Maternal and child characteristics are shown in table 1. The highest prevalence of upper and lower respiratory tract infections was at the age of 2 years (24.0% and 8.5%, figure 1A, B, respectively). At age 10 years, mean FEV1 (SD) was 2.02 L (0.30), FVC 2.33 L (0.36), FEV1:FCV 86.6% (5.7) and FEF75 1.14 L/s (0.35) (table 1). Current asthma was present in 5.5% of the children. Current asthma was defined as ever asthma (9.4%), combined with wheezing (4.4%) or medication use (17.4%) in the past 12 months. Those not included in the analysis had, among others, mothers who were lower educated and had a higher prevalence of smoking during pregnancy. These children were more often born younger and had a lower birth weight and a lower prevalence of breastfeeding (online supplementary table S1).
Respiratory tract infections and lung function or asthma
Results from models on crude and adjusted complete cases associations of upper and lower respiratory tract infections with lung function and asthma are shown in online supplementary tables S2 and S3, respectively. No major differences in the magnitude or direction of the effect estimates were observed between analyses with imputed missing data and complete cases only. Results of imputed datasets using per year analyses showed that upper respiratory tract infections were not consistently associated with lung function measures or asthma (table 2 and online supplementary table S4). Lower respiratory tract infections at ages 6 months and 1, 2, 3 and 6 years were associated with lower FEV1, FVC, FEV1:FVC or FEF75, with Z-score differences (95% CI) ranging from −0.19 (–0.32 to –0.05) to −0.34 (−0.50 to −0.18) (table 2). Lower respiratory tract infections at ages 2–6 years were associated with an increased risk of current asthma at 10 years, with ORs (95% CI) ranging from 4.19 (2.65 to 6.64) to 13.45 (7.22 to 25.05). Associations of individual upper and lower respiratory tract infections with lung function and current asthma are given in online supplementary tables S4 and S5.
After adjustment for antibiotic and paracetamol use and environmental tobacco smoke exposure, the strength and direction of the effect estimates did not materially change (data not shown). We observed no consistent interactive effect of upper and lower respiratory tract infections and inhalant allergic sensitisation for the associations with lung function and asthma, (p values >0.05).
Cross-lagged modelling showed no association of upper respiratory tract infections ≤3 years with lung function measures (figure 2A–C) or asthma (figure 2D). Compared with no upper respiratory tract infections >3–6 years, upper respiratory tract infections >3–6 years were associated with a higher FEV1:FVC and FEF75 (0.08 (0.02 to 0.15) and 0.10 (0.04 to 0.17), respectively, but not FEV1. Upper respiratory tract infections >3–6 years were associated with a decreased risk of current asthma (0.69 (0.49, 0.97)) (figure 2D).
Lower respiratory tract infections ≤3 years were associated with lower FEV1, FVC, FEV1:FVC and FEF75 (range −0.12 (−0.21 to –0.03) to −0.22 (−0.31 to −0.12) (figure 3A–D). Lower respiratory tract infections ≤3 and >3–6 years were also associated with an increased risk of current asthma (1.79 (1.19 to 2.59) and 3.53 (2.37 to 5.17), respectively) (figure 3E). Lower respiratory tract infections >3–6 years were not associated with any lung function measurements. The directions from preschool wheezing patterns to later upper and lower respiratory tract infections were not significant.
Cross-lagged modelling showed that gastroenteritis was not associated with lung function measures (data not shown). Gastroenteritis ≤3 years, but not >3–6 years, was associated with an increased risk of current asthma (1.68 (1.13 to 2.47)) (online supplementary figure S2A). Urinary tract infections ≤3 years were associated with a higher FEV1 (0.18 (0.00 to 0.35), but not with current asthma (online supplementary figure S2B).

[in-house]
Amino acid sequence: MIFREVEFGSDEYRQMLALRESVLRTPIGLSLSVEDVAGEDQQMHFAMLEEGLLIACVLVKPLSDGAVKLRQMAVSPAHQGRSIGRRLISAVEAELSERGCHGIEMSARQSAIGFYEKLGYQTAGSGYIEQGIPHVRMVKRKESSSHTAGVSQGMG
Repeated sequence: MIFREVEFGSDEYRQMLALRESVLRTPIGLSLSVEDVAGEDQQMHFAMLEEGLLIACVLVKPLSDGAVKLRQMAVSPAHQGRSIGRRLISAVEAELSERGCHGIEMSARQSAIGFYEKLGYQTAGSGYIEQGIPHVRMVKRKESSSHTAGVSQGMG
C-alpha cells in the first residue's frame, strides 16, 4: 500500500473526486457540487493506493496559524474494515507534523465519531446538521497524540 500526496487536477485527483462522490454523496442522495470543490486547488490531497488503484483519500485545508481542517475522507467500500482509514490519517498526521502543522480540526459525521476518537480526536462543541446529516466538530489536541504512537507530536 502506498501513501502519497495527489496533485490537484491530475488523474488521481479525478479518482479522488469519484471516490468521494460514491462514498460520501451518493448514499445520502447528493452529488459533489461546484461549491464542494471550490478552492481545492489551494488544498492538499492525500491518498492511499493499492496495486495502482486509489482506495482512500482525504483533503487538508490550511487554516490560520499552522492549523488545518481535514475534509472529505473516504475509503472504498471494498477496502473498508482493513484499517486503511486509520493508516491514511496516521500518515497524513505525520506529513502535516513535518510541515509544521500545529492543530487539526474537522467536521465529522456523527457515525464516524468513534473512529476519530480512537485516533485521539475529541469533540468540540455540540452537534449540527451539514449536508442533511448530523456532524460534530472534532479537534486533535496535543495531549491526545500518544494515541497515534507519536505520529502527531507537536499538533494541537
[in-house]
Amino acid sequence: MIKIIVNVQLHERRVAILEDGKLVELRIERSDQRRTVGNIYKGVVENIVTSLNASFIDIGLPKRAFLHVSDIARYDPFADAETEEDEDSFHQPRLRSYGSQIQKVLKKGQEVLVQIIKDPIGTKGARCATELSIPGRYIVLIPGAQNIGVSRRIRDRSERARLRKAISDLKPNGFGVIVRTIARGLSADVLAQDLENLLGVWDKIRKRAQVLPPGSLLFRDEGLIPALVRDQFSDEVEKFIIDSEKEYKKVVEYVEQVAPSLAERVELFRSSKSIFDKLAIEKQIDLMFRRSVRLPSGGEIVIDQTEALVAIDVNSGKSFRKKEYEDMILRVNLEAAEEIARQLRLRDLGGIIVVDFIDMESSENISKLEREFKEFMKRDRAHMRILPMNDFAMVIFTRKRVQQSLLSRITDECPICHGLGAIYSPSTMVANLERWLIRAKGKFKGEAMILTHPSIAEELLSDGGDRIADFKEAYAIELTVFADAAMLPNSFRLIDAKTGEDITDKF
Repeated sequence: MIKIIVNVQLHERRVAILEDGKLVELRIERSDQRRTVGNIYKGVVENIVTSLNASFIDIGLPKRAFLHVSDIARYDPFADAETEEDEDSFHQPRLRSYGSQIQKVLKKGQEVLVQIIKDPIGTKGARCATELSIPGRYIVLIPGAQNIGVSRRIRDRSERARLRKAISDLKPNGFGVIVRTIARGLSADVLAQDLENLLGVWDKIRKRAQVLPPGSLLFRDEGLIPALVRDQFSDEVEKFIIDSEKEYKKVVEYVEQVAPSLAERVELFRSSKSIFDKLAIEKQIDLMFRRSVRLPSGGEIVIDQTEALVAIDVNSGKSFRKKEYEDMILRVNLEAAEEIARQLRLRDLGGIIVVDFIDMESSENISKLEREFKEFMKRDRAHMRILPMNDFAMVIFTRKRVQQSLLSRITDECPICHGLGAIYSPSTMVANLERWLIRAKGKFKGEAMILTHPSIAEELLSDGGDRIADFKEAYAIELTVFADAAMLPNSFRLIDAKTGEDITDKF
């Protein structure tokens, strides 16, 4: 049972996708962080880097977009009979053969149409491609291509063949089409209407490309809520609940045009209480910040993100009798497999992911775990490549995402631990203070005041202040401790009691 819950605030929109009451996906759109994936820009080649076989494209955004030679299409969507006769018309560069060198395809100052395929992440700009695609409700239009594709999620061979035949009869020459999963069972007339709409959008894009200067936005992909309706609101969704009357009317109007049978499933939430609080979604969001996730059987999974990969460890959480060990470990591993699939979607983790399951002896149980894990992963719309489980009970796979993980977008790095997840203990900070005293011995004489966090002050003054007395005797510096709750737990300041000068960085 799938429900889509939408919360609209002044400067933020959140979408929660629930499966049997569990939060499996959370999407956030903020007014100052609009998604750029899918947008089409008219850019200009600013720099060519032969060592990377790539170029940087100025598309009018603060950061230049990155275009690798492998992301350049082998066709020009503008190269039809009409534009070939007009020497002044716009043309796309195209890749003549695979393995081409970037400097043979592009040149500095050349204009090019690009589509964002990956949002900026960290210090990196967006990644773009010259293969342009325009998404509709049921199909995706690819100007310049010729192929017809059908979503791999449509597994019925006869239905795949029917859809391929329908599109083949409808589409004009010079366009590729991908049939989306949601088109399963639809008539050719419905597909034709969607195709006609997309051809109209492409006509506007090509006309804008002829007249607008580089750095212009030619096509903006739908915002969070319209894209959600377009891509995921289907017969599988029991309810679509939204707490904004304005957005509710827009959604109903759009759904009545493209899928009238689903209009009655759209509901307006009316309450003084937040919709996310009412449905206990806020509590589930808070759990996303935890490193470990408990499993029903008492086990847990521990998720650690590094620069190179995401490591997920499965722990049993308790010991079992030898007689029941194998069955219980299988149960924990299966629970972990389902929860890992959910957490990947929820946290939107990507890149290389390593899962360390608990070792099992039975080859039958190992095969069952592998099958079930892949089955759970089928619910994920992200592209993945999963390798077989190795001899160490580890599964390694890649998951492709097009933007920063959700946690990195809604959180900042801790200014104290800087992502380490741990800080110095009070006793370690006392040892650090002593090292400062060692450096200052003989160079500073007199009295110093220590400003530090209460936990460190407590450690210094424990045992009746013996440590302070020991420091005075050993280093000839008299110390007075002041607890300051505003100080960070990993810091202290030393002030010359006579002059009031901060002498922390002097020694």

We observed in large population-based prospective cohort study that lower respiratory tract infections ≤3 years were most strongly and consistently associated with lower lung function and an increased risk of current asthma at school age. These associations were not mediated by use of antibiotics or paracetamol and environmental tobacco smoke exposure and not modified by inhalant allergic sensitisation. Additionally, we observed that these associations were not bidirectional, independent of preschool wheezing patterns, and not due to a general infection status. Upper respiratory tract infections at any age were not associated with lower lung function, and only upper respiratory tract infections at the age of 2 years were associated with an increased risk of asthma.
Comparison with previous studies
Previous prospective cohort studies observed inconclusive associations of respiratory tract infections with lung function or asthma, both in children and in adulthood.1–10 Some studies that used viral sampling found that specific viral triggers, such as respiratory syncytial virus6–9 or rhinovirus,6 9 were associated with a 2.1-fold to 3.9-fold increased risk of wheeze or 2.6-fold to 9.8-fold increased risk of asthma in children aged 5–10 years. However, other studies showed that, not a specific viral trigger, but the number of infections was associated with an increased risk of asthma, current wheeze or bronchial hyper-reactivity at age 7 years.5 10 Two previous studies among children aged 56 and 10 years7 showed that associations of specific lower respiratory tract infections with asthma and wheeze were only present in children who were sensitised before the age of 2 years. Others showed no modifying effect of sensitisation for the associations of respiratory syncytial virus, rhinovirus infections or both with the risk of asthma at age 6 years.9 Some differences could be explained by differences in the size of study groups.4–7 9 Also, most studies examined children at high risk for atopy, which reduces generalisability.4–7 9 10 Most studies were focused on respiratory tract infections in either the first year or the first 3 years of life.4–7 9 10 32 Our findings are consistent with previous findings and now show that results are applicable to a general population, are not mediated by use of antibiotics or paracetamol and environmental tobacco smoke exposure and not modified by inhalant allergic sensitisation. Our sensitivity analysis for non-respiratory tract infections showed an association of gastroenteritis ≤3 years with asthma only. Since urinary tract infections at any age were not associated with any adverse respiratory outcome, the effect of gastroenteritis might be specific, and we speculate that this could be mediated by the intestinal microbiome.33 Another possibility, however, is that infections in general could have an effect on the immune system and thereby influence the risk of asthma.